The materials on this website are provided for informational purposes only and do not constitute legal advice. These materials are intended, but not promised or guaranteed to be current, complete, or up-to-date and should in no way be taken as an indication of future results. Transmission of the information is not intended to create, and the receipt does not constitute, an attorney-client relationship between sender and receiver. You should not act or rely on any information contained in this website without first seeking the advice of an attorney.

What is a warranty deed in Wisconsin?

Wisconsin property deeds, the documents used to legally transfer property between two parties, fall into a few different categories. Two of them are: Warranty Deed and Quit Claim Deeds. Both types of deeds include a legal description of the property (beyond just the address), grantor (current property owner), and grantee (new property owner). Most Wisconsin property deeds need a signature.

The Wisconsin property deed needs to be filed in the county where the property is located. The difference between the deeds are the guarantees included the Wisconsin property deeds. To determine the type of deed that suits the situation, contact a local real estate attorney that can offer advice and draft a legally-sound deed.

Warranty Deeds

A Warranty Deed offers the most guarantees of all the Wisconsin property deeds, meaning that the grantor is responsible for transferring clear title. The Warranty Deed offers guarantees or covenants to the grantee, such as:

  • The grantor guarantees that they are the lawful owner.
  • The grantor guarantees that the property is lien-free and is not subject to any claims by third parties.
  • The grantor guarantees that the title is clear.

Quit Claim Deeds

A Quit Claim Deed is a Wisconsin property deed with no guarantees. Because of the lack of protection for the grantee, Quit Claim Deeds are typically used in situations where there is some degree of trust. These situations could include the transfer of interest during a divorce, when property is transferred to a living trust, or during a transfer from an individual to a corporate entity. Under a quit claim deed, the grantor transfers their interest in the property to the grantee.

A warranty deed and quit claim are the two most commonly used Wisconsin property deeds. Other types of Wisconsin property deeds might be useful to the situation; contact anexperienced real estate attorney to get legal advice specific to the situation. In addition to advising on the right type of Wisconsin property deed, an experienced real estate attorney can guide the parties through the process and ensure that every document and step is legally sound.

The materials on this website are provided for informational purposes only and do not constitute legal advice. These materials are intended, but not promised or guaranteed to be current, complete, or up-to-date and should in no way be taken as an indication of future results. Transmission of the information is not intended to create, and the receipt does not constitute, an attorney-client relationship between sender and receiver. You should not act or rely on any information contained in this website without first seeking the advice of an attorney.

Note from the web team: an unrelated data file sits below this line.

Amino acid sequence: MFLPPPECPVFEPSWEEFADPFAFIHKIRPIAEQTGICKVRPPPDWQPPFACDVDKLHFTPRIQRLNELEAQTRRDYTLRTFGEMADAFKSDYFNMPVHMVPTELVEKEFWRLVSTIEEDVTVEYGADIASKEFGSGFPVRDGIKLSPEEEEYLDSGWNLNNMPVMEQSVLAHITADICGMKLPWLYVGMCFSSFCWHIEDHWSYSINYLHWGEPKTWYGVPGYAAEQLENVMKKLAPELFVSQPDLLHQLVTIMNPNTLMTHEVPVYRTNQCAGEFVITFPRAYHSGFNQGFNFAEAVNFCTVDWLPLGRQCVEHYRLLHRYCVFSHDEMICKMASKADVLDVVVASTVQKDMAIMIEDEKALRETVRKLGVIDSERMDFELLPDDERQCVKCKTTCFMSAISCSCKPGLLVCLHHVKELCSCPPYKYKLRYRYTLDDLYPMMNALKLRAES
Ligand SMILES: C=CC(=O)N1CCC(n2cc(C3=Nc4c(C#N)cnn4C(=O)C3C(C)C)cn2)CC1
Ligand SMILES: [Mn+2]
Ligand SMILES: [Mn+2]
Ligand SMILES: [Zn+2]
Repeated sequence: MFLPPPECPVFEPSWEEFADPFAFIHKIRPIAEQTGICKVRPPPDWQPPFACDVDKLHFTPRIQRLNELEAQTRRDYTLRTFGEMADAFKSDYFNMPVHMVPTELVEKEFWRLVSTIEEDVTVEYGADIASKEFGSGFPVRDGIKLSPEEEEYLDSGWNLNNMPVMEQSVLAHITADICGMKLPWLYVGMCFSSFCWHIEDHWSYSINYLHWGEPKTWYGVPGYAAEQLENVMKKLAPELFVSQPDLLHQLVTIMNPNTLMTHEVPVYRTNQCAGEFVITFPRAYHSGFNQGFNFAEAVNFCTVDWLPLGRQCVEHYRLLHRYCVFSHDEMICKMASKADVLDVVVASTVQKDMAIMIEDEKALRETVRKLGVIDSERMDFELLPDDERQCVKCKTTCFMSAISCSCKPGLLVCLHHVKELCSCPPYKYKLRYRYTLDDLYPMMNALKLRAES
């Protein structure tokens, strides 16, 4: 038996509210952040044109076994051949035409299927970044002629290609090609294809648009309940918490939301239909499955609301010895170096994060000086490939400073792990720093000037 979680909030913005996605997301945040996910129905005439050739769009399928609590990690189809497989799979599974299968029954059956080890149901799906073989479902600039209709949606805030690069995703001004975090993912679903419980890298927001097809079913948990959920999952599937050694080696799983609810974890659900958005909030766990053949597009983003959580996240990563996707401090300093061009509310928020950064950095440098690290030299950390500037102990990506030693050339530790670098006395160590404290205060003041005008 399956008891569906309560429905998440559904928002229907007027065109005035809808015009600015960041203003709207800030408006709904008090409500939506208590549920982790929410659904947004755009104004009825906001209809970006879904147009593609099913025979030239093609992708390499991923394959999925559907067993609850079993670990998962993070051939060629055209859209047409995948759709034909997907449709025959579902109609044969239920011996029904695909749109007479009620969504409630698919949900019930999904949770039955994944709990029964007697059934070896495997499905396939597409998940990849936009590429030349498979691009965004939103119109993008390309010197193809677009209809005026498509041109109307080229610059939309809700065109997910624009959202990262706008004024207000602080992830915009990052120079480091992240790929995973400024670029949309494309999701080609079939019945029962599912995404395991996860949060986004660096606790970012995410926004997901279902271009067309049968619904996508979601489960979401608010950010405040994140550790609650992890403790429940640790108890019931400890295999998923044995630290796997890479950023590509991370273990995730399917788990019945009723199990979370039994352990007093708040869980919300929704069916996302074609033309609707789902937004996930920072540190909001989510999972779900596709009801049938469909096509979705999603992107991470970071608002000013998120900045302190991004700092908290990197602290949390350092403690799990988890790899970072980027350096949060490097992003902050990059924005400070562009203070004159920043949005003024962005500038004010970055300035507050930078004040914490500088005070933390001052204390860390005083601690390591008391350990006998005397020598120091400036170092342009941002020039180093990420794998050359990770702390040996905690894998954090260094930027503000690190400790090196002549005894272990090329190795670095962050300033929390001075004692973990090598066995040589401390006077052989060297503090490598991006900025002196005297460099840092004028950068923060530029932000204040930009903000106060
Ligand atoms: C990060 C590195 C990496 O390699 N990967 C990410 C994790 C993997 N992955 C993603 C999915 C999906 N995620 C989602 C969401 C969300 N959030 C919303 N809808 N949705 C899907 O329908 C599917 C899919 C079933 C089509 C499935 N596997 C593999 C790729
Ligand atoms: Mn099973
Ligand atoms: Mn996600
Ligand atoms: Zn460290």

20 Reasons to Hire a Wisconsin Real Estate Lawyer

Real estate matters are a big deal with long-term implications, both financial and legal. The only party that can give legal advice in these significant matters are real estate lawyers. Because a real estate lawyer does not work on commission, real estate lawyers dispense unbiased advice because they have no interests in the matter.

With so many documents and steps in the real estate transaction, real estate lawyers can also be invaluable when navigating through a real estate matter. Real estate lawyers can break down documents and the process for clients, allowing them to make an informed decision. The lawyers can identify issues throughout the process and assist in resolving matters. Real estate lawyers can also advice clients of legal risks involved in the transaction, both short- and long-term. If the transaction results in legal conflict, a real estate lawyer can assist in the resolution.

With so many advantages of hiring a real estate lawyer, potential homeowners, business owners, farm managers, developers, landlords, and other parties can benefit from the services of a real estate lawyer. In Wisconsin, a real estate lawyer can assist with these matters. (This list is not all-inclusive. Contact a local real estate lawyer for a consultation pertaining to the specific matter.)

Real Estate Lawyer Services

  1. Purchasing rental properties
  2. Selling a home to a child or family member
  3. Buying a home from a parent
  4. Purchasing a home
  5. Title examinations
  6. Zoning issues
  7. Resolving Homeowner Association issues
  8. Construction contract review and issues
  9. Drafting land contracts
  10. Resolving conflicts with property titles
  11. Drafting development agreements
  12. Filing liens
  13. Resolution of boundary line disputes
  14. Purchasing land
  15. Drafting land rental agreements
  16. Reviewing offers to purchase a property
  17. Selling land
  18. Renting land to another party
  19. Drafting and negotiating brokerage agreements
  20. Dealing with restrictive covenants